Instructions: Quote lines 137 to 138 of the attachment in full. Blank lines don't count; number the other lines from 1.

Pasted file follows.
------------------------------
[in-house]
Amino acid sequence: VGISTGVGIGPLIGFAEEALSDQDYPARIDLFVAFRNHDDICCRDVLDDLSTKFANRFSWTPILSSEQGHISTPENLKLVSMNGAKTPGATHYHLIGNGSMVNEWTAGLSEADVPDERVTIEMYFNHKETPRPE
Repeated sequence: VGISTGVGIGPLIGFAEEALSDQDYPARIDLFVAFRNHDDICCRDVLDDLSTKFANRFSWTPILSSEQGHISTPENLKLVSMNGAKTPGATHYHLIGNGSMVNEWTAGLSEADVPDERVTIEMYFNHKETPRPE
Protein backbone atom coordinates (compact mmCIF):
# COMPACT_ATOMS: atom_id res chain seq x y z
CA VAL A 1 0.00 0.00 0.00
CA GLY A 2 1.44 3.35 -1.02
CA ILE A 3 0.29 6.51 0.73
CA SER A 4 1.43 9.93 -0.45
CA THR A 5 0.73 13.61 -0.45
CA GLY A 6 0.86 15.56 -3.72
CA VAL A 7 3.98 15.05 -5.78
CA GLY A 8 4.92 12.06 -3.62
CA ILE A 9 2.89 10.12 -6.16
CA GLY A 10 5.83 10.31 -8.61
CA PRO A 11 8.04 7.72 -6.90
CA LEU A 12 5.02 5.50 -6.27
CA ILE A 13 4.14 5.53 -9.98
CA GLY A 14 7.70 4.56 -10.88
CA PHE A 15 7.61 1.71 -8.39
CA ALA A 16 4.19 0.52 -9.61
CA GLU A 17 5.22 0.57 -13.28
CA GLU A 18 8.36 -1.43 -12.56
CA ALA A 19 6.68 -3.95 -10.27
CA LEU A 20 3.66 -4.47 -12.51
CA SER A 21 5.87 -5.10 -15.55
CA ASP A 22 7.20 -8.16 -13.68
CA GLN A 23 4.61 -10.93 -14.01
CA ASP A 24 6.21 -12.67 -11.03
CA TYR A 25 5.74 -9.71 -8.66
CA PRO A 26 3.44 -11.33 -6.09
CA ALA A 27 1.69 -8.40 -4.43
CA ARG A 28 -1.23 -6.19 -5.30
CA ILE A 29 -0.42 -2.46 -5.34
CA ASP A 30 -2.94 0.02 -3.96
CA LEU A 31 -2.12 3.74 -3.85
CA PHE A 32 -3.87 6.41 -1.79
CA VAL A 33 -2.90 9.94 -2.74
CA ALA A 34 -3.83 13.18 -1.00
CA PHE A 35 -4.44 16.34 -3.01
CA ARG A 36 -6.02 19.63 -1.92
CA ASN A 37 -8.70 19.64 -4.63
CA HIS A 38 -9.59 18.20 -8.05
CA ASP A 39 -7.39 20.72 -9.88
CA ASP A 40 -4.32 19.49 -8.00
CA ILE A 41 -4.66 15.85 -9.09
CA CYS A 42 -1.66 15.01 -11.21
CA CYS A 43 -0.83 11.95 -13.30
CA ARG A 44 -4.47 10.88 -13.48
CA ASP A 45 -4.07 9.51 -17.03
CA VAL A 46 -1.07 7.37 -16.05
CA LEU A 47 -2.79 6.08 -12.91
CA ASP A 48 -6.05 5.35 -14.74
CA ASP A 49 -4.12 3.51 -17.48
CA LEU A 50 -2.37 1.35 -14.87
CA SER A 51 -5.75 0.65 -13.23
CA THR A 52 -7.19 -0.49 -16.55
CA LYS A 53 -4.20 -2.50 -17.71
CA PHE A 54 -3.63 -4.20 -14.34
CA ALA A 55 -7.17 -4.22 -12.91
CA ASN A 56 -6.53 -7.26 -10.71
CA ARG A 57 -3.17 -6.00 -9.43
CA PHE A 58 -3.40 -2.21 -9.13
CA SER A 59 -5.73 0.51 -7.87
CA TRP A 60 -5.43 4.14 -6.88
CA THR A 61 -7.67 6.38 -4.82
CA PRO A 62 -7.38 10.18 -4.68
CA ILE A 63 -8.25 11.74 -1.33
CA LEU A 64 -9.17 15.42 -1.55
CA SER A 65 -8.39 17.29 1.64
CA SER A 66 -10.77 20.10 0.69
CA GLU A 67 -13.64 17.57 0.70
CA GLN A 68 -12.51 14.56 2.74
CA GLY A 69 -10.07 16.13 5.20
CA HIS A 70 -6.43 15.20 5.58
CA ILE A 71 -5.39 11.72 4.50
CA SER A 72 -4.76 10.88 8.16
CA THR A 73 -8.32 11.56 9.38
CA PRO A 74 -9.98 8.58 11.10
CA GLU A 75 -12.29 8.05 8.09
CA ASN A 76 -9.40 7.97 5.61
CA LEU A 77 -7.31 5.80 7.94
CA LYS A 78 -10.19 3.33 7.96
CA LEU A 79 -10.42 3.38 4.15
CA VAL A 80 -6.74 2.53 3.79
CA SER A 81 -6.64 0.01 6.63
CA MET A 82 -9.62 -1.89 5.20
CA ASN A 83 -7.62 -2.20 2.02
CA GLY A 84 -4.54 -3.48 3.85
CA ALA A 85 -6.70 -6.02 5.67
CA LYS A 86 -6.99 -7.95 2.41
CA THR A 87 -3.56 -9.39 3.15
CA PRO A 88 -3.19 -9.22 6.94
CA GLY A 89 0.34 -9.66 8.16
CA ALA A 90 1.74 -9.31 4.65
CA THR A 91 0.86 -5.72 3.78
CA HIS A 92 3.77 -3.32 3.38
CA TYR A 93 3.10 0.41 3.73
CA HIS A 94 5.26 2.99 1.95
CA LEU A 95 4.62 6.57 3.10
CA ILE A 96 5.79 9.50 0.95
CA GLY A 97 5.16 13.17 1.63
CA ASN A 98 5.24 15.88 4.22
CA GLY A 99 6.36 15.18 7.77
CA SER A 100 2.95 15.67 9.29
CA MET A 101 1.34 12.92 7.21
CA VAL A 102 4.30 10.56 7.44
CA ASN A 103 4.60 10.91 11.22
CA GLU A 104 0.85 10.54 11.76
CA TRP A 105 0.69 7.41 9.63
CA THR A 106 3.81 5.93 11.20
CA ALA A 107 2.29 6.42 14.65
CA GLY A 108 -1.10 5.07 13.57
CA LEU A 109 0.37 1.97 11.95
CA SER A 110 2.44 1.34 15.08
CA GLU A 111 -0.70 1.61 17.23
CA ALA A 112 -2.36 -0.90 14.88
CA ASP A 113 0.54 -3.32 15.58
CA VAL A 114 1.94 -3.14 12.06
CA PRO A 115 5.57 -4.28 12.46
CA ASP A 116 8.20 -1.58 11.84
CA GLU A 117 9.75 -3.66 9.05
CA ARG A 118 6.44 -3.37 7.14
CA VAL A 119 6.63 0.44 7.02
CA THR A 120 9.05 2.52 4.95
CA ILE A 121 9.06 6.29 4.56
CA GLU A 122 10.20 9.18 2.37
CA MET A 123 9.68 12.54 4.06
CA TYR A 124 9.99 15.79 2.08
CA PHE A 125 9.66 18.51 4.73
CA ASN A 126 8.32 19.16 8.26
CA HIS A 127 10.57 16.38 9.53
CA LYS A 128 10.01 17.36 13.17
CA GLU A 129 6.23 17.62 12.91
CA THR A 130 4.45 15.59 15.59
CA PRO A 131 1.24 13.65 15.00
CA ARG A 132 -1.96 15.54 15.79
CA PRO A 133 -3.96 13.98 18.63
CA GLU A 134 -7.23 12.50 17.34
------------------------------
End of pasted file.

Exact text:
CA ARG A 132 -1.96 15.54 15.79
CA PRO A 133 -3.96 13.98 18.63